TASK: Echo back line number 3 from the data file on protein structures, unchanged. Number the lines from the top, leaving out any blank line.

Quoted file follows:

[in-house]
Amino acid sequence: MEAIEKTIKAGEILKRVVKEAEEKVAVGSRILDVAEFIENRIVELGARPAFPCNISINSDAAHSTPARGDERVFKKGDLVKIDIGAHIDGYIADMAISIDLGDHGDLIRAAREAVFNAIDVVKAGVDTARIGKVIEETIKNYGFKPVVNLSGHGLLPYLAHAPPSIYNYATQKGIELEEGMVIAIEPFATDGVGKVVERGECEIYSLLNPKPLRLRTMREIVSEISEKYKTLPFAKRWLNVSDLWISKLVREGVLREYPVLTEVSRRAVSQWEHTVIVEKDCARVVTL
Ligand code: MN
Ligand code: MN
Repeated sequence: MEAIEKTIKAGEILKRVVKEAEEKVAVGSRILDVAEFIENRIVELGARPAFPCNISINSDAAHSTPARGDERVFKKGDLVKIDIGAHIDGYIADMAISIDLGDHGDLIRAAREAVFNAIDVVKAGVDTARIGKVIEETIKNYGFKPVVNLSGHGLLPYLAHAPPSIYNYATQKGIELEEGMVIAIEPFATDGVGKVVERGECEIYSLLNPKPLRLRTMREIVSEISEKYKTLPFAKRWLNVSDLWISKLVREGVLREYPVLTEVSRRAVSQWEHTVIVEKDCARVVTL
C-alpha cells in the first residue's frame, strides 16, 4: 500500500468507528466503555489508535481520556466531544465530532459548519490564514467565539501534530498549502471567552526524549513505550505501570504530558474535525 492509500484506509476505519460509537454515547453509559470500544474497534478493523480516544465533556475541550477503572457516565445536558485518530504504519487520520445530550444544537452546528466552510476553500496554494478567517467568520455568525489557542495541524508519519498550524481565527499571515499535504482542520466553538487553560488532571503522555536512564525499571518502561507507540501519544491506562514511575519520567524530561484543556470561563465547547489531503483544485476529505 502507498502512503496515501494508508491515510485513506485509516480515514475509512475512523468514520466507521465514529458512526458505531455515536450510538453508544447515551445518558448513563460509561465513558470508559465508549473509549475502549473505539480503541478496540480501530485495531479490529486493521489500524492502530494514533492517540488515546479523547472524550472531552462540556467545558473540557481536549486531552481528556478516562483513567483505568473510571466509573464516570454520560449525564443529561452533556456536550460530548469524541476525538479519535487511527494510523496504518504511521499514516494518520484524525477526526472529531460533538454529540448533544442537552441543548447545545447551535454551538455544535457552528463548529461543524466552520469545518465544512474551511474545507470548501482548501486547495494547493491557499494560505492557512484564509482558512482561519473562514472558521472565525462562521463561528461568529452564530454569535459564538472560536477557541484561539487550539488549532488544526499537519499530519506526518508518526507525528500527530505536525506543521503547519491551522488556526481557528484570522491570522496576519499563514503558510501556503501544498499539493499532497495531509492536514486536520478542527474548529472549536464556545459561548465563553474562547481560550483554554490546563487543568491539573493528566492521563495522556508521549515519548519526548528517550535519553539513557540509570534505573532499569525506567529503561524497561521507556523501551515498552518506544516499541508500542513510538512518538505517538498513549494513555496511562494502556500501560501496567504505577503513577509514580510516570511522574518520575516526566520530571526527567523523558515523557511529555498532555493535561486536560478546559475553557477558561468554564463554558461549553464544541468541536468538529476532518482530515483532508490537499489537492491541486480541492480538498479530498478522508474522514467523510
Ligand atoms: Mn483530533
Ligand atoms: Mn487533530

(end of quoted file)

Ligand code: MN